Outsourcing coming of age
September 4, 2009
According to a recent Ernst and Young report, “Taking Wings: Coming of Age of the Indian Pharmaceutical Outsourcing Industry,” global pharmaceutical and biotechnology industries have NOT yet managed to take full advantage of India’s strong chemistry capabilities, skilled manpower or cost-value proposition.
Misled by the country’s “branded-generic market image,” they haven’t come to a stage, where they can trust to outsource some of their core functions, namely drug discovery and research. Consequently, a bulk of the work being outsourced to the country relates to clinical trials or lab testing and writing that does not take full advantage of the Indian pharma and medical capabilities.
Nearly, the same scenario persists in IT, KPO, HRO and LPO sectors.
This is a trifle sad, as the old economy has shown that the outsourcing model can be successfully leveraged across both core and non-core activities. Take for instance the case of, Nike, Reebok and Adidas. These shoe manufacturers have steadily been whittling away their core manufacturing processes to Asia Pacific countries.
“Today, it [Nike] is little more than a trademark and a distribution network, as it has contracted all of its capabilities to outsourcers,” remarks one keen observer of the company stratagem.
Nike’s case in fact shows that except for strategic planning, a brand can virtually outsourcing any activity and survive by intelligent sourcing and pricing strategy. Nike today controls 47% of the US footwear market through 500 000 Asian employees. A bulk of Nike’s shoes are being churned out of low-cost bases in China, Indonesia and Vietnam, besides, Italy, the Philippines, Taiwan and South Korea. And in nearly 100% of the case, the work has been farmed out to subcontractors, i.e., third party negotiators in IT parlance.
Nearly the same trend can be spotted in the finance and accounting sector as well. “There is an investment bank which recently outsourced its quant department, and as you know that is one of the key things in an investment bank and they have outsourced it,” Faraz Khan, a McKinsey analyst, recently confessed to Network World.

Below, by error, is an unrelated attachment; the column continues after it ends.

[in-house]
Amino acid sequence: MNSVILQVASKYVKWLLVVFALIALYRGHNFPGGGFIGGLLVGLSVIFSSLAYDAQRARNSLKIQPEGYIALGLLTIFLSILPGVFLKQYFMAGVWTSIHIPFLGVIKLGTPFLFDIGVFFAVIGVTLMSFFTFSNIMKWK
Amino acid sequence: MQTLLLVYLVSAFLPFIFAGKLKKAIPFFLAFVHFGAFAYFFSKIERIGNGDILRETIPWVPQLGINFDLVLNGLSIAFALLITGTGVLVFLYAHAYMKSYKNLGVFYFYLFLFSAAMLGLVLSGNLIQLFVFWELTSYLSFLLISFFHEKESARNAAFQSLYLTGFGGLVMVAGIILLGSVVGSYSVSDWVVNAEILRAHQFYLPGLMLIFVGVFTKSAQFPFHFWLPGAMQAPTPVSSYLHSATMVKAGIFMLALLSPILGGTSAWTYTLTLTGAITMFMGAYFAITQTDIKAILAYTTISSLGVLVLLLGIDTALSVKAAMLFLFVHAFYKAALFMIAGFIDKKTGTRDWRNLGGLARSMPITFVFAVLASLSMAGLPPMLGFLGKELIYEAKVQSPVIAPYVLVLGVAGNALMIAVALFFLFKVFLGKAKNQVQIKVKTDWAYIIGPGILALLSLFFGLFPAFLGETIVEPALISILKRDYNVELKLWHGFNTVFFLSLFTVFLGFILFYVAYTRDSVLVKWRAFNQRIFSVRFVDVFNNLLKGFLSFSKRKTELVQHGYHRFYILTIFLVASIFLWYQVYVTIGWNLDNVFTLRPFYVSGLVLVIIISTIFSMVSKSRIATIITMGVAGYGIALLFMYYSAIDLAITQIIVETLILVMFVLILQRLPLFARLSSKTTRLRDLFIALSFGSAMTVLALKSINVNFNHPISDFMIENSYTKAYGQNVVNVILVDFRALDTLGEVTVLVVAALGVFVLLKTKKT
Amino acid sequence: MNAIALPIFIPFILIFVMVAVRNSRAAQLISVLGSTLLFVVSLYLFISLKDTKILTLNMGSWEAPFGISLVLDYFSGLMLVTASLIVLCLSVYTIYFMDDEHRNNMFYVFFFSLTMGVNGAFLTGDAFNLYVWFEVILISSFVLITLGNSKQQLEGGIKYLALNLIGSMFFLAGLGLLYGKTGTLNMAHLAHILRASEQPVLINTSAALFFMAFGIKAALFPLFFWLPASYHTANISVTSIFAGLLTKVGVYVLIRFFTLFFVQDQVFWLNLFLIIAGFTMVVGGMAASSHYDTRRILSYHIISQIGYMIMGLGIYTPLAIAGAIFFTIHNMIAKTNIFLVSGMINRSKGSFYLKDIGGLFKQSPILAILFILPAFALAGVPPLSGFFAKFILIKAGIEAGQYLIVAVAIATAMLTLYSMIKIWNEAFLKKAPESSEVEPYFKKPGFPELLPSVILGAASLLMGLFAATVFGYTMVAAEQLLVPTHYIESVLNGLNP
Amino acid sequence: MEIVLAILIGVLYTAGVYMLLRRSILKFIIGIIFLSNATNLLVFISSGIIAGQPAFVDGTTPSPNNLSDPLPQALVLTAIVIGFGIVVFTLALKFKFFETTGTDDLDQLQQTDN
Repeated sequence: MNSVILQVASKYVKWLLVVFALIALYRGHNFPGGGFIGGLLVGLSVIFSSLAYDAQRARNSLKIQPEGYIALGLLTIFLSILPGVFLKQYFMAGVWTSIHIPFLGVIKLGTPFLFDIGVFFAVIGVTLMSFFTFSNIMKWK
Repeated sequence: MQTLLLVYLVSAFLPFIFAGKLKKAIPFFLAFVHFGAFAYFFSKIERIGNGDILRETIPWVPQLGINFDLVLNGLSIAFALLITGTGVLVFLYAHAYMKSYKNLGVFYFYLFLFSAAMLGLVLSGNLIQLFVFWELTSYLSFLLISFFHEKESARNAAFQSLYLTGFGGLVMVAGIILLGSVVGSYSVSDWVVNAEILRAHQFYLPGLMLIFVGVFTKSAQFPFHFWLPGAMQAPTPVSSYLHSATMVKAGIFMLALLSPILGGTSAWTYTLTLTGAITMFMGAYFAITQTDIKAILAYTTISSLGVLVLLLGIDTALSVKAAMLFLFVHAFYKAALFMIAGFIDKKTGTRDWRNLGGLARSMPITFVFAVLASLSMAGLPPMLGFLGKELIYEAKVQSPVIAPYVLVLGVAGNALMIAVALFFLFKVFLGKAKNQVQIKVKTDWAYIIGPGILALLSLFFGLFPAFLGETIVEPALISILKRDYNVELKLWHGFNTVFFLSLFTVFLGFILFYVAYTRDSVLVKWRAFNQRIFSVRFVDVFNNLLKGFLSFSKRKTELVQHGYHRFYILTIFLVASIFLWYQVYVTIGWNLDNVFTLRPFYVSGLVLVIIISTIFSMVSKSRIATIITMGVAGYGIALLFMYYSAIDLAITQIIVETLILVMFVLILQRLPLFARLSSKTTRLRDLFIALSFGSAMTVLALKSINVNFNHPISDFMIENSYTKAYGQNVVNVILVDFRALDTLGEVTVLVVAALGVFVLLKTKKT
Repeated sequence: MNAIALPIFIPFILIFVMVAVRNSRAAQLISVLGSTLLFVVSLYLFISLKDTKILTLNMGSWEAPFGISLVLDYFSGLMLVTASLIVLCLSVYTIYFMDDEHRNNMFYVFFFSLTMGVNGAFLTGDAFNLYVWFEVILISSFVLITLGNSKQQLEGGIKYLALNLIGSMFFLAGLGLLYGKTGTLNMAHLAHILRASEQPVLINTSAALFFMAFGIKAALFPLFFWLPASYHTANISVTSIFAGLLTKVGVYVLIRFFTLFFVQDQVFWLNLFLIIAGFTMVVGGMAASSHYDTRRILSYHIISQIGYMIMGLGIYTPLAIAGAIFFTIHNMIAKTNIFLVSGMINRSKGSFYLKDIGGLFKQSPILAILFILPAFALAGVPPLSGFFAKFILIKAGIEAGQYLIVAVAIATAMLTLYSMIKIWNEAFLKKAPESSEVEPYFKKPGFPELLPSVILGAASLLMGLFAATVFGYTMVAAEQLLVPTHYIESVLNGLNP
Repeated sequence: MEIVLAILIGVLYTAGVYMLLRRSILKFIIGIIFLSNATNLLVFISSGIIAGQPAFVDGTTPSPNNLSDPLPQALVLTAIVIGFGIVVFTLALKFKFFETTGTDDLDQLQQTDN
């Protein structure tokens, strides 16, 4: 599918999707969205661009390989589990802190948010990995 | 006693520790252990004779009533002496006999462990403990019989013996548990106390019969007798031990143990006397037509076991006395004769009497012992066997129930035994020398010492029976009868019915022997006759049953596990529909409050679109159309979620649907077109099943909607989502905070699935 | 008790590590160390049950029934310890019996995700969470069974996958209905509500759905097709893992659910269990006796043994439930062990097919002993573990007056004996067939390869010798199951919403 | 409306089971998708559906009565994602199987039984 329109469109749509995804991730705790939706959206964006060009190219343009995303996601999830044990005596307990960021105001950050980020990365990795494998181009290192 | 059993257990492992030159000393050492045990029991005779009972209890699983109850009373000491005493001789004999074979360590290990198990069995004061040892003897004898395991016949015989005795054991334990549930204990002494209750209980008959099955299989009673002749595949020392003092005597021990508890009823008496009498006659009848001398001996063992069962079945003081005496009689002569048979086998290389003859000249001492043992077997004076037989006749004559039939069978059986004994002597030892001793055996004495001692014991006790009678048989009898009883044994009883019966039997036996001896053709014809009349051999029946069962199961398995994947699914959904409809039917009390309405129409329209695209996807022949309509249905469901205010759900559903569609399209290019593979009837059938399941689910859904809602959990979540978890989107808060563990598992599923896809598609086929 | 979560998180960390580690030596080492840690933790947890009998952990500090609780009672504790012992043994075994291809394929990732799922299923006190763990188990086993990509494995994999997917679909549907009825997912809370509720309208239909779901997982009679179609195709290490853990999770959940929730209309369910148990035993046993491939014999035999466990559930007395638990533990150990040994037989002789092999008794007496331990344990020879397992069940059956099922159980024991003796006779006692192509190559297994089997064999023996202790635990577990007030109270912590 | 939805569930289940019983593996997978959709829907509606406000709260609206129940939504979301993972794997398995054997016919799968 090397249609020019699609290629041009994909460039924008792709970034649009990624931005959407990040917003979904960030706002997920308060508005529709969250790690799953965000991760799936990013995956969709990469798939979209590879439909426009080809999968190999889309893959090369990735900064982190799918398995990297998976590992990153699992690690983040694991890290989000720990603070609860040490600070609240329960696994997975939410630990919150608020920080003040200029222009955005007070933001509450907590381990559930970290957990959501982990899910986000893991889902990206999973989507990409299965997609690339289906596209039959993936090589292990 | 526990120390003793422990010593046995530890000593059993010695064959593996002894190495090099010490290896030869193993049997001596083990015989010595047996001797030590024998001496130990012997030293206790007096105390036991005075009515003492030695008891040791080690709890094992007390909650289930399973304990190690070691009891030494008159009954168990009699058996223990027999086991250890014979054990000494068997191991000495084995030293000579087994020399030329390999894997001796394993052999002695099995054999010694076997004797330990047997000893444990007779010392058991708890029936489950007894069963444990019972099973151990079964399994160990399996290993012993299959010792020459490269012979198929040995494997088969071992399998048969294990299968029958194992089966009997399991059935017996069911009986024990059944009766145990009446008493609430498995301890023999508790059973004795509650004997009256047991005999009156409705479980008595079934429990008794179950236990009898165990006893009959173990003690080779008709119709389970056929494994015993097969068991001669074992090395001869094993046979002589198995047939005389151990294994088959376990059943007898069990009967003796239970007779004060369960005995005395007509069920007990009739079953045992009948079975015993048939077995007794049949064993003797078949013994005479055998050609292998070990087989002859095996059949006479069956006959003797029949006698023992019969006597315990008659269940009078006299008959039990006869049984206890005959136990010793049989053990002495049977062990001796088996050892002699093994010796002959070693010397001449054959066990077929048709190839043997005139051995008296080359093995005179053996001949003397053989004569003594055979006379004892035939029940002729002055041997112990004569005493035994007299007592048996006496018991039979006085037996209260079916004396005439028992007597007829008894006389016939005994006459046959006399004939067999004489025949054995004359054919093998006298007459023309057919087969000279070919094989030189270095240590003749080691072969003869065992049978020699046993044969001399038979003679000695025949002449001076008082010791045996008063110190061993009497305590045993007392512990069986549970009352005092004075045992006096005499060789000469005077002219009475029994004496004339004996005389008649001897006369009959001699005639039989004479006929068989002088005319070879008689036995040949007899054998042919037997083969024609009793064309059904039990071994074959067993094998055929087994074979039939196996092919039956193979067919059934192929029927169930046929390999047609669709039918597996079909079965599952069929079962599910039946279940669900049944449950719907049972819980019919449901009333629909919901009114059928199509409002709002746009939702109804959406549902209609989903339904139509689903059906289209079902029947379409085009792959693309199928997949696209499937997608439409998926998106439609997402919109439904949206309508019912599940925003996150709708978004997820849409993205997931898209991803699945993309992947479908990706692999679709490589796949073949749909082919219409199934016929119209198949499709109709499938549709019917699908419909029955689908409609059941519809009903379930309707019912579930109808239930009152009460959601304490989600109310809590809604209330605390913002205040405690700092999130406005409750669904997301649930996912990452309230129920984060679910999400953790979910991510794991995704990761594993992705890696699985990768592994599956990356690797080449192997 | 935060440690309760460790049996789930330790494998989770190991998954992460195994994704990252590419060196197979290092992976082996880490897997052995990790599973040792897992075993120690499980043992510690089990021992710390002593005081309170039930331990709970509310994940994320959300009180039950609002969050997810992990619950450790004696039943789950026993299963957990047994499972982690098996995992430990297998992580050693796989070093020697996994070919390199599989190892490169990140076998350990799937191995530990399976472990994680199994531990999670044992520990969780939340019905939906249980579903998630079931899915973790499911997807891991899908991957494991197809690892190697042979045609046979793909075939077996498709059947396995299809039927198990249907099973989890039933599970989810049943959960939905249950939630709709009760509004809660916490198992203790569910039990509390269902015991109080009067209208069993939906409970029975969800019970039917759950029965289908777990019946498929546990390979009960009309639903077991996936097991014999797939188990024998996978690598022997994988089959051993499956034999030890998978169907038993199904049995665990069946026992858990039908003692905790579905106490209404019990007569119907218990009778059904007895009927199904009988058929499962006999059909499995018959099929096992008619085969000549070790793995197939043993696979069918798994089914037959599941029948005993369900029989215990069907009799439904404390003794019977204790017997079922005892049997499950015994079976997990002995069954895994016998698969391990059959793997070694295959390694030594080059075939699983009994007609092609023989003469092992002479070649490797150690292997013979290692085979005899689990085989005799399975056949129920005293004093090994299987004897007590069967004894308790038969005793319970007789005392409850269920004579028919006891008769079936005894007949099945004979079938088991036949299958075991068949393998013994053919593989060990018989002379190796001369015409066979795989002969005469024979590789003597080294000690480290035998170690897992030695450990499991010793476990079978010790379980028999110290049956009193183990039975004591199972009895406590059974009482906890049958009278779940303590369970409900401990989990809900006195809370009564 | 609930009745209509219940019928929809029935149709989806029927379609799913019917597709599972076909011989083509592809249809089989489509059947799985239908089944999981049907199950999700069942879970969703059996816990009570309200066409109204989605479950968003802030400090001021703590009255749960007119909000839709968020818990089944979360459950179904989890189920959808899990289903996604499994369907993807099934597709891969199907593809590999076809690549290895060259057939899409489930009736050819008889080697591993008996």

By 2010, Khan predicts a lot of core finance and accounting activities will be outsourced, especially operations related to mortgages, treasuries and actuarial practice, all of which are, arguably core functions in the financial sector.
Thus, the view that high-end work must necessarily stay in-house is outdated. This whole debate about core and non-core is a little out of context now, when you begin to analyze the breadth and depth of activities that are currently being outsourced to low-cost destination, not just to cut cost, but, also in some case, for quality improvements and for the simple fact that this kind of talent may simply not be available at home!
John Lutz, general manager of IBM’s managed business process services in an interview to Forbes said that both in IT and on the process side, IBM is trying to figure out what are the task that hey can execute themselves, whether they are core or not and in some cases, just because of scale or expertise, the company considers it worthwhile to assign the task to a professional who can render a better job.